Taiwan will seek to be included in the World Health Organization's (WHO) International Health Regulations (IHR) when the UN body's Intergovernmental Working Group (IGWG) starts revising the regulations today, the Ministry of Foreign Affairs said yesterday.
The ministry believes the inclusion of the country in the IHR, a framework and network for containing global public health risks, will significantly boost its chances of entering the WHO as an observer.
The consideration of the revisions will continue until Nov. 12, according to the WHO.
"We started preparations for the IHR revision a long time ago. It's a very important step for us," ministry spokesman Michel Lu (
The IHR revision is viewed as a crucial step to achieve President Chen Shui-bian's (
Since 1995, the WHO has been working to prepare a revision to the IHR, which addresses the changing and unpredictable problem of the international spread of disease through its network of members.
During the first half of this year, national governments and international bodies have carefully reviewed a WHO working paper that contains a first draft of proposed revisions.
The results of the review formed the basis of an amended draft that is to be put to the working group today.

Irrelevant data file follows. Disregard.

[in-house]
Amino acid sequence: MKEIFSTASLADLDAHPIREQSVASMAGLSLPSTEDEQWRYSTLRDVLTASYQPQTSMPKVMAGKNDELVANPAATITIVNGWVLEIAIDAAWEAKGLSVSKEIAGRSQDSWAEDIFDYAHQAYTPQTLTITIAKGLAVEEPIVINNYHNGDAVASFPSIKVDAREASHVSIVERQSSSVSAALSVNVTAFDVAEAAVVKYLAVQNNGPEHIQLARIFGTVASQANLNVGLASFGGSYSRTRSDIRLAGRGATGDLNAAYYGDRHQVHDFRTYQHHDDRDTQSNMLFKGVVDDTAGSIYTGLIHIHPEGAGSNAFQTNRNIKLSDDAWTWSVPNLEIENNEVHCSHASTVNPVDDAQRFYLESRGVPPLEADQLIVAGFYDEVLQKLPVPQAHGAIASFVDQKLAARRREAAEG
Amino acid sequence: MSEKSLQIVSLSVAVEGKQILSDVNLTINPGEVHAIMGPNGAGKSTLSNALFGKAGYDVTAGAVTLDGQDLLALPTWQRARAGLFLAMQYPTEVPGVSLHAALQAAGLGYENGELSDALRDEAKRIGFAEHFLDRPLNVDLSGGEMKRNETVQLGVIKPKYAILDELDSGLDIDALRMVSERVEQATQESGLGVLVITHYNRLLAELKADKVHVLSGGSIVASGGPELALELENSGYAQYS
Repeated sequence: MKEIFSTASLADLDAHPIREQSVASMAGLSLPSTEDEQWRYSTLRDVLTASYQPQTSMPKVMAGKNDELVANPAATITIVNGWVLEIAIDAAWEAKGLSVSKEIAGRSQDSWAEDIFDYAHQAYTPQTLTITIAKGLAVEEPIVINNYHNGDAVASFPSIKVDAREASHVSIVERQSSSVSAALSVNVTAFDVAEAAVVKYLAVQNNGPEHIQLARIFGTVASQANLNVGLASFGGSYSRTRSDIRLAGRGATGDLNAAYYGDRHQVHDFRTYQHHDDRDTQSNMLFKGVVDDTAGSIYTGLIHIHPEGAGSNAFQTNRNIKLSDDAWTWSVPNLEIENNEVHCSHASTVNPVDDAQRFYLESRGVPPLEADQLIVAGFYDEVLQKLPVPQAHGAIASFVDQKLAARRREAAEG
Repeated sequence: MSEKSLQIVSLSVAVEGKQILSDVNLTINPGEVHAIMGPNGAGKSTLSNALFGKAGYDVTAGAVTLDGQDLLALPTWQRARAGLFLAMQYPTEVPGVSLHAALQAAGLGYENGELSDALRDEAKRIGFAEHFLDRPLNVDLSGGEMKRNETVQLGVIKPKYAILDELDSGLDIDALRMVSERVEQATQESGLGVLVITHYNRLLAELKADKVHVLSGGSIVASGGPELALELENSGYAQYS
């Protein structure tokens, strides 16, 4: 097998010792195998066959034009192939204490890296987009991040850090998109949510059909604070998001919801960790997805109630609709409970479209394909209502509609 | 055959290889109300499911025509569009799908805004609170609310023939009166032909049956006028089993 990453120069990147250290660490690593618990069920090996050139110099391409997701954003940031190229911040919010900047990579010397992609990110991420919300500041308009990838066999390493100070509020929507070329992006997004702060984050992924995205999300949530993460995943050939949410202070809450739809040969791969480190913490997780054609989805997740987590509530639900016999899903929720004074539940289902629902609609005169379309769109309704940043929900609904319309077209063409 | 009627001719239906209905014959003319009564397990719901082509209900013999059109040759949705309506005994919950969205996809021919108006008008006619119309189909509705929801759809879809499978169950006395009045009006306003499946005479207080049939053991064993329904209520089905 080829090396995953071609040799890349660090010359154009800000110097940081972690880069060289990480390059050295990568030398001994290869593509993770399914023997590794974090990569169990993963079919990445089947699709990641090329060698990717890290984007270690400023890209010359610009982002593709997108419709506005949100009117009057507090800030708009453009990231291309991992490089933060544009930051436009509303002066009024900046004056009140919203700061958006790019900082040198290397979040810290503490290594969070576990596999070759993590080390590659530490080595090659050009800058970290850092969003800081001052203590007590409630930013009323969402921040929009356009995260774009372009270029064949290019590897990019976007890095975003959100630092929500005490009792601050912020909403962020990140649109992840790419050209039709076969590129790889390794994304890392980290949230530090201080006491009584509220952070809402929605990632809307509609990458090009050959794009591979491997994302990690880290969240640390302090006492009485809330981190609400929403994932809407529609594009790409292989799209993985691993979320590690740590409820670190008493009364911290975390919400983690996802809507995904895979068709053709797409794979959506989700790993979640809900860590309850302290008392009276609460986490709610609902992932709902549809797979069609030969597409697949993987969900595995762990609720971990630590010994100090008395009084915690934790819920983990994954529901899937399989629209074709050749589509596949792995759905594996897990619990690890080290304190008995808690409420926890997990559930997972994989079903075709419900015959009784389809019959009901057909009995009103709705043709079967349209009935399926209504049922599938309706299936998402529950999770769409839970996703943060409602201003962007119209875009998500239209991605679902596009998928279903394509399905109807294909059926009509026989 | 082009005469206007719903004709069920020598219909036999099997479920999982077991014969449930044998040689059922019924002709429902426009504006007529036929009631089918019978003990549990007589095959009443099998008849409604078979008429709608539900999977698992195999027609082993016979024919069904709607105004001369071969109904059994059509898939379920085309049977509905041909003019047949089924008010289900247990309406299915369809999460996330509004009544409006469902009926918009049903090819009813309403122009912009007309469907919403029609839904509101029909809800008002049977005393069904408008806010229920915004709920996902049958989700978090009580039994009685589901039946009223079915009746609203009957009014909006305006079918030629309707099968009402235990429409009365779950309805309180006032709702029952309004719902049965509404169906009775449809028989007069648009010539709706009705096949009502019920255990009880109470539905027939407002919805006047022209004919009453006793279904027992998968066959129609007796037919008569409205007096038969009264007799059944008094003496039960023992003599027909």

At the working group, WHO member states will be asked to endorse a final draft to be presented to the World Health Assembly (WHA) -- the highest governing body of the WHO -- next year for adoption.
Taiwan also put forth its proposal, comprising more than 20 pages, to be considered by the working group.
However, WHO spokesman Ian Simpson, in Geneva, told the Central News Agency that Taiwan will not be permitted to participate in the working group because it is not a WHO member.
Lu said the ministry has not given up hope of joining the working group meetings despite the WHO's rejection.
"We have asked our allies and some friendly countries to speak for us in the working group, calling on the WHO to pay attention to the Taiwan problem," Lu said.
The ministry has been lobbying other countries intensely to support the accommodation of Taiwan under the framework of the IHR, Lu said.
According to the Central News Agency, Taiwan aims to change the wording of Article 65 in the draft revision of the IHR, which regulates how states that are not members of the WHO may become parties to the IHR.
Taiwan is not qualified to be a party to the IHR because the UN does not recognize it as a state, the news agency quoted unnamed officials as saying.
The agency reported that Taiwan's ally Nicaragua, in its proposal to the WHO concerning the amendment of the IHR, suggested that any area that owns an independent health system be qualified to become a party to the regulations.
The IHR, modified once in 1973 and again in 1981, was originally intended to help monitor and control six serious infectious diseases: cholera, plague, yellow fever, smallpox, relapsing fever and typhus. Today, only cholera, plague and yellow fever are considered "notifiable diseases" to be monitored under the IHR.